Wednesday, October 30, 2013

Park Plans Controlled Burns in Cades Cove

Great Smoky Mountains National Park fire management officials plan to conduct a series of controlled burns in Cades Cove. Weather permitting, burn operations could begin Monday, November 4, and may continue intermittently through mid-November. Managers plan to burn several fields totaling approximately 400 acres.

The selected fields will be burned as part of a cost-effective strategy to prevent the open fields from being reclaimed by forest. These seasonal, controlled burns help perpetuate native herbaceous species that provide high quality cover and foraging opportunities for a diversity of wildlife including deer, turkeys, and ground nesting birds.

“By conducting controlled burns, we are able to maintain the openness of the cove to preserve and maintain its historic character while also reducing non-native species,” said Fire Management Specialist Dave Loveland.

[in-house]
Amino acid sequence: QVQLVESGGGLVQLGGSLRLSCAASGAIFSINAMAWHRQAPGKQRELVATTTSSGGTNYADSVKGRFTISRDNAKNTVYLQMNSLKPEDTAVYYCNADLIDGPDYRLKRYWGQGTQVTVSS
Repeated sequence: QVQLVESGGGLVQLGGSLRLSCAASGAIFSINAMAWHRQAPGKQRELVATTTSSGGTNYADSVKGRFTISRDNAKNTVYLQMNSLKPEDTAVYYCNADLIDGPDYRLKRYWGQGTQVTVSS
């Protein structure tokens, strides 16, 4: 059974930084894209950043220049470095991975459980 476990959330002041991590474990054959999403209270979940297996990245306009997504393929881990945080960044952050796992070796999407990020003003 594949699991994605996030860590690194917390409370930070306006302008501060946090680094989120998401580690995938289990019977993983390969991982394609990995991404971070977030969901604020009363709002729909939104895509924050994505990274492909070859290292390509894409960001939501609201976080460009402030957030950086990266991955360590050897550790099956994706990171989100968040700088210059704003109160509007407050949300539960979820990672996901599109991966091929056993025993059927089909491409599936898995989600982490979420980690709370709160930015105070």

The Park contracts to mow about 1,000 acres of fields that are clearly visible from the Cades Cove Loop Road annually. Other fields that are less visible from the loop road, totaling around 1,500 acres, are kept open by burning or mowing on a three year rotation.

The loop road and historic structures will remain open to visitor use, but brief delays and temporary closures of side roads and trails may occur to ensure public safety during burn operations. Park staff will be present to answer questions during operations at overlooks and parking areas.

Visitors should expect to see fire activity and smoke during controlled burn operations. Fire managers ask that motorists reduce speed in work zones, but refrain from stopping in the roadways. If smoke is present, roll your windows up and turn on your headlights.

For more information on the use of prescribed burns in Great Smoky Mountains National Park, click here.


Jeff
Hiking in the Smokies

1 comment:

Hiking Az said...

Salute to all the hard working park personnel. I know there's a reason they're called "controlled burns" and well, there are safety measures for sure. Still, I say "Please be careful." After all a fire is a fire.